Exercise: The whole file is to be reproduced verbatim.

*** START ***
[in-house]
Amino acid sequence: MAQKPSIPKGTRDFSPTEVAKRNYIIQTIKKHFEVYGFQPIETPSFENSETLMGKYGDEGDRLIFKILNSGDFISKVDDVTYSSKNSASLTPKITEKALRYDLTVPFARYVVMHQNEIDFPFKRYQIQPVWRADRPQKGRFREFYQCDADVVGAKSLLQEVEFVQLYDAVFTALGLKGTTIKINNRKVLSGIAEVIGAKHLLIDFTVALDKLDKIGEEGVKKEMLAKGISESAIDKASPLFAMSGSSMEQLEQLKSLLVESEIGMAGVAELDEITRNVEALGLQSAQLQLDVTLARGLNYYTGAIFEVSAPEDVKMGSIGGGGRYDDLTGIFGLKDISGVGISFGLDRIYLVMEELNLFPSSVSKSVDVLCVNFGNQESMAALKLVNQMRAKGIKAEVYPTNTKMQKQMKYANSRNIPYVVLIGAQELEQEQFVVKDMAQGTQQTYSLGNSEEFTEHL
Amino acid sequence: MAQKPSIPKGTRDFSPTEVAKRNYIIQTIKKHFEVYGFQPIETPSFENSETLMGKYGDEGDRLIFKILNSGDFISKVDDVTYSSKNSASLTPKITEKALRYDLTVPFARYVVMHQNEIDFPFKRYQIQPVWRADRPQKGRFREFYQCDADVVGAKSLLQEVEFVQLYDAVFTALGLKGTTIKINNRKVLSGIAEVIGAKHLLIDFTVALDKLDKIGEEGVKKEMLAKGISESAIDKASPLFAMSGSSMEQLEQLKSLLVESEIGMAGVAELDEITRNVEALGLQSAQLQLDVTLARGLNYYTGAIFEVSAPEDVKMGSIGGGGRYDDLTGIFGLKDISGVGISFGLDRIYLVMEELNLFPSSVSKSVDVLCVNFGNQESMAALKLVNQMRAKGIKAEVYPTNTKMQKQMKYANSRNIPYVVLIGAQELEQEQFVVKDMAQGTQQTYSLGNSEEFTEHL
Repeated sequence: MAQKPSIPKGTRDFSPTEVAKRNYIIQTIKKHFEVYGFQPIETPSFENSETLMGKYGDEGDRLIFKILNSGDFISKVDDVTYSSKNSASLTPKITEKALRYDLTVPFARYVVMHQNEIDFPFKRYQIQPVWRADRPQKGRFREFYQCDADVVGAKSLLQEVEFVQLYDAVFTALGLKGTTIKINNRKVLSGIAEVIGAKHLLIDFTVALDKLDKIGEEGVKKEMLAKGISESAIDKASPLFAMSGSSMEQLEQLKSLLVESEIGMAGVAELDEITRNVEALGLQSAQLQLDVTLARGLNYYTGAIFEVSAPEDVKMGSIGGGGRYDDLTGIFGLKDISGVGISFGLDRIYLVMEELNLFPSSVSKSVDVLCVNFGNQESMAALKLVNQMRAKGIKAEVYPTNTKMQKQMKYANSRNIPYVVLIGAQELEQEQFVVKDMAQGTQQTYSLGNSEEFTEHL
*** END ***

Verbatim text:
[in-house]
Amino acid sequence: MAQKPSIPKGTRDFSPTEVAKRNYIIQTIKKHFEVYGFQPIETPSFENSETLMGKYGDEGDRLIFKILNSGDFISKVDDVTYSSKNSASLTPKITEKALRYDLTVPFARYVVMHQNEIDFPFKRYQIQPVWRADRPQKGRFREFYQCDADVVGAKSLLQEVEFVQLYDAVFTALGLKGTTIKINNRKVLSGIAEVIGAKHLLIDFTVALDKLDKIGEEGVKKEMLAKGISESAIDKASPLFAMSGSSMEQLEQLKSLLVESEIGMAGVAELDEITRNVEALGLQSAQLQLDVTLARGLNYYTGAIFEVSAPEDVKMGSIGGGGRYDDLTGIFGLKDISGVGISFGLDRIYLVMEELNLFPSSVSKSVDVLCVNFGNQESMAALKLVNQMRAKGIKAEVYPTNTKMQKQMKYANSRNIPYVVLIGAQELEQEQFVVKDMAQGTQQTYSLGNSEEFTEHL
Amino acid sequence: MAQKPSIPKGTRDFSPTEVAKRNYIIQTIKKHFEVYGFQPIETPSFENSETLMGKYGDEGDRLIFKILNSGDFISKVDDVTYSSKNSASLTPKITEKALRYDLTVPFARYVVMHQNEIDFPFKRYQIQPVWRADRPQKGRFREFYQCDADVVGAKSLLQEVEFVQLYDAVFTALGLKGTTIKINNRKVLSGIAEVIGAKHLLIDFTVALDKLDKIGEEGVKKEMLAKGISESAIDKASPLFAMSGSSMEQLEQLKSLLVESEIGMAGVAELDEITRNVEALGLQSAQLQLDVTLARGLNYYTGAIFEVSAPEDVKMGSIGGGGRYDDLTGIFGLKDISGVGISFGLDRIYLVMEELNLFPSSVSKSVDVLCVNFGNQESMAALKLVNQMRAKGIKAEVYPTNTKMQKQMKYANSRNIPYVVLIGAQELEQEQFVVKDMAQGTQQTYSLGNSEEFTEHL
Repeated sequence: MAQKPSIPKGTRDFSPTEVAKRNYIIQTIKKHFEVYGFQPIETPSFENSETLMGKYGDEGDRLIFKILNSGDFISKVDDVTYSSKNSASLTPKITEKALRYDLTVPFARYVVMHQNEIDFPFKRYQIQPVWRADRPQKGRFREFYQCDADVVGAKSLLQEVEFVQLYDAVFTALGLKGTTIKINNRKVLSGIAEVIGAKHLLIDFTVALDKLDKIGEEGVKKEMLAKGISESAIDKASPLFAMSGSSMEQLEQLKSLLVESEIGMAGVAELDEITRNVEALGLQSAQLQLDVTLARGLNYYTGAIFEVSAPEDVKMGSIGGGGRYDDLTGIFGLKDISGVGISFGLDRIYLVMEELNLFPSSVSKSVDVLCVNFGNQESMAALKLVNQMRAKGIKAEVYPTNTKMQKQMKYANSRNIPYVVLIGAQELEQEQFVVKDMAQGTQQTYSLGNSEEFTEHL